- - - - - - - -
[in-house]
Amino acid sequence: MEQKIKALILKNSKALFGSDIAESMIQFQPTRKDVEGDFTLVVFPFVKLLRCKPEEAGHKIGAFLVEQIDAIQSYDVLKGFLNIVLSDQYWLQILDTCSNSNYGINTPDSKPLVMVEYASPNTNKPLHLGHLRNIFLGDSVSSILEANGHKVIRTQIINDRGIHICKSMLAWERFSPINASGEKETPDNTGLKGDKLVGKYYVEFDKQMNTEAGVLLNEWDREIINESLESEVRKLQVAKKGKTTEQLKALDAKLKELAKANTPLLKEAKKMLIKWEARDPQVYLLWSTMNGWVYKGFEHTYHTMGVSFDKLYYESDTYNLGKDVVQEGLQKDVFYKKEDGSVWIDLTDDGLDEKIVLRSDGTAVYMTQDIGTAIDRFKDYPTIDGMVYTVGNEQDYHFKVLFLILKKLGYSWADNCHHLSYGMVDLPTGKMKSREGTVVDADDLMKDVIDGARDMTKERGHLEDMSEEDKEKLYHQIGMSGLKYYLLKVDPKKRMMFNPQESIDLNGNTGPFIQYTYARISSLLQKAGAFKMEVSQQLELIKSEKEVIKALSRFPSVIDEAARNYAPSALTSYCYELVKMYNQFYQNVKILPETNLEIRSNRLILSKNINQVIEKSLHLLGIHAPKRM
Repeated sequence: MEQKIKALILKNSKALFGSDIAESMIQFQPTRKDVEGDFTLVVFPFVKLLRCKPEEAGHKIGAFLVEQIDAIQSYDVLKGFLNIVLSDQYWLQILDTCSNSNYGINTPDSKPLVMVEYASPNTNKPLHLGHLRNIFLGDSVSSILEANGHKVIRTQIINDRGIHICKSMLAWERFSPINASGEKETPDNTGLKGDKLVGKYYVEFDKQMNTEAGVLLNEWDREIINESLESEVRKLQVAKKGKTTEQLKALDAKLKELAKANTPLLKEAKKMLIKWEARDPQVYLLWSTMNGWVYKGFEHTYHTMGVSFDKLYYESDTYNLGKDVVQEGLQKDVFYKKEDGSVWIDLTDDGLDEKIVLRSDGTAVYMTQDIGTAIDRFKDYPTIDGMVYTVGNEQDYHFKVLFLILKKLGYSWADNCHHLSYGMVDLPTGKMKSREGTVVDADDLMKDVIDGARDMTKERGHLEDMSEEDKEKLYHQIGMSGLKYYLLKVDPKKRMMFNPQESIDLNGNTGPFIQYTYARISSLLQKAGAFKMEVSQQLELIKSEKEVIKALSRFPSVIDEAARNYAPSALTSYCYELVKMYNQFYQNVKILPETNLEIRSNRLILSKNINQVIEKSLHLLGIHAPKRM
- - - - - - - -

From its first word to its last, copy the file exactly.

[in-house]
Amino acid sequence: MEQKIKALILKNSKALFGSDIAESMIQFQPTRKDVEGDFTLVVFPFVKLLRCKPEEAGHKIGAFLVEQIDAIQSYDVLKGFLNIVLSDQYWLQILDTCSNSNYGINTPDSKPLVMVEYASPNTNKPLHLGHLRNIFLGDSVSSILEANGHKVIRTQIINDRGIHICKSMLAWERFSPINASGEKETPDNTGLKGDKLVGKYYVEFDKQMNTEAGVLLNEWDREIINESLESEVRKLQVAKKGKTTEQLKALDAKLKELAKANTPLLKEAKKMLIKWEARDPQVYLLWSTMNGWVYKGFEHTYHTMGVSFDKLYYESDTYNLGKDVVQEGLQKDVFYKKEDGSVWIDLTDDGLDEKIVLRSDGTAVYMTQDIGTAIDRFKDYPTIDGMVYTVGNEQDYHFKVLFLILKKLGYSWADNCHHLSYGMVDLPTGKMKSREGTVVDADDLMKDVIDGARDMTKERGHLEDMSEEDKEKLYHQIGMSGLKYYLLKVDPKKRMMFNPQESIDLNGNTGPFIQYTYARISSLLQKAGAFKMEVSQQLELIKSEKEVIKALSRFPSVIDEAARNYAPSALTSYCYELVKMYNQFYQNVKILPETNLEIRSNRLILSKNINQVIEKSLHLLGIHAPKRM
Repeated sequence: MEQKIKALILKNSKALFGSDIAESMIQFQPTRKDVEGDFTLVVFPFVKLLRCKPEEAGHKIGAFLVEQIDAIQSYDVLKGFLNIVLSDQYWLQILDTCSNSNYGINTPDSKPLVMVEYASPNTNKPLHLGHLRNIFLGDSVSSILEANGHKVIRTQIINDRGIHICKSMLAWERFSPINASGEKETPDNTGLKGDKLVGKYYVEFDKQMNTEAGVLLNEWDREIINESLESEVRKLQVAKKGKTTEQLKALDAKLKELAKANTPLLKEAKKMLIKWEARDPQVYLLWSTMNGWVYKGFEHTYHTMGVSFDKLYYESDTYNLGKDVVQEGLQKDVFYKKEDGSVWIDLTDDGLDEKIVLRSDGTAVYMTQDIGTAIDRFKDYPTIDGMVYTVGNEQDYHFKVLFLILKKLGYSWADNCHHLSYGMVDLPTGKMKSREGTVVDADDLMKDVIDGARDMTKERGHLEDMSEEDKEKLYHQIGMSGLKYYLLKVDPKKRMMFNPQESIDLNGNTGPFIQYTYARISSLLQKAGAFKMEVSQQLELIKSEKEVIKALSRFPSVIDEAARNYAPSALTSYCYELVKMYNQFYQNVKILPETNLEIRSNRLILSKNINQVIEKSLHLLGIHAPKRM